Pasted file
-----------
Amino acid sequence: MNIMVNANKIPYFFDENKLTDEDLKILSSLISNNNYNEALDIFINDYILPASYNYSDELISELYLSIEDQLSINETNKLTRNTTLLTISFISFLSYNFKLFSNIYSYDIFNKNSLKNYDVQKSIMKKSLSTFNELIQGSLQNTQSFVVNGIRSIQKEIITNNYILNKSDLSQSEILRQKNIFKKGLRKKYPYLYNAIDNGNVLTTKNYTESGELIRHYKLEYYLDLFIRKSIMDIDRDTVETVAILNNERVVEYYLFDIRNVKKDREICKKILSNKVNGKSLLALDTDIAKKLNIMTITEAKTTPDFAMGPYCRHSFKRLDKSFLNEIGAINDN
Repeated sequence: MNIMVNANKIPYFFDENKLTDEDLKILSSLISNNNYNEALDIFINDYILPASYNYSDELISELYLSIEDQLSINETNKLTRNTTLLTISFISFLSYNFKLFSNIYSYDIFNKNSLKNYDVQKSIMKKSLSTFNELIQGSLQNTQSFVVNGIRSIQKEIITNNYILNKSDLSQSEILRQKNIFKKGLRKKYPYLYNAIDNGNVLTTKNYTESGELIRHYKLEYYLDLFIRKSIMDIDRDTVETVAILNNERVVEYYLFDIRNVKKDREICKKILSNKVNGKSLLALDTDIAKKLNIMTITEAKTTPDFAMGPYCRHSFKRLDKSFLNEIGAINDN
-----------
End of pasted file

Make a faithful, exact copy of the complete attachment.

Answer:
Amino acid sequence: MNIMVNANKIPYFFDENKLTDEDLKILSSLISNNNYNEALDIFINDYILPASYNYSDELISELYLSIEDQLSINETNKLTRNTTLLTISFISFLSYNFKLFSNIYSYDIFNKNSLKNYDVQKSIMKKSLSTFNELIQGSLQNTQSFVVNGIRSIQKEIITNNYILNKSDLSQSEILRQKNIFKKGLRKKYPYLYNAIDNGNVLTTKNYTESGELIRHYKLEYYLDLFIRKSIMDIDRDTVETVAILNNERVVEYYLFDIRNVKKDREICKKILSNKVNGKSLLALDTDIAKKLNIMTITEAKTTPDFAMGPYCRHSFKRLDKSFLNEIGAINDN
Repeated sequence: MNIMVNANKIPYFFDENKLTDEDLKILSSLISNNNYNEALDIFINDYILPASYNYSDELISELYLSIEDQLSINETNKLTRNTTLLTISFISFLSYNFKLFSNIYSYDIFNKNSLKNYDVQKSIMKKSLSTFNELIQGSLQNTQSFVVNGIRSIQKEIITNNYILNKSDLSQSEILRQKNIFKKGLRKKYPYLYNAIDNGNVLTTKNYTESGELIRHYKLEYYLDLFIRKSIMDIDRDTVETVAILNNERVVEYYLFDIRNVKKDREICKKILSNKVNGKSLLALDTDIAKKLNIMTITEAKTTPDFAMGPYCRHSFKRLDKSFLNEIGAINDN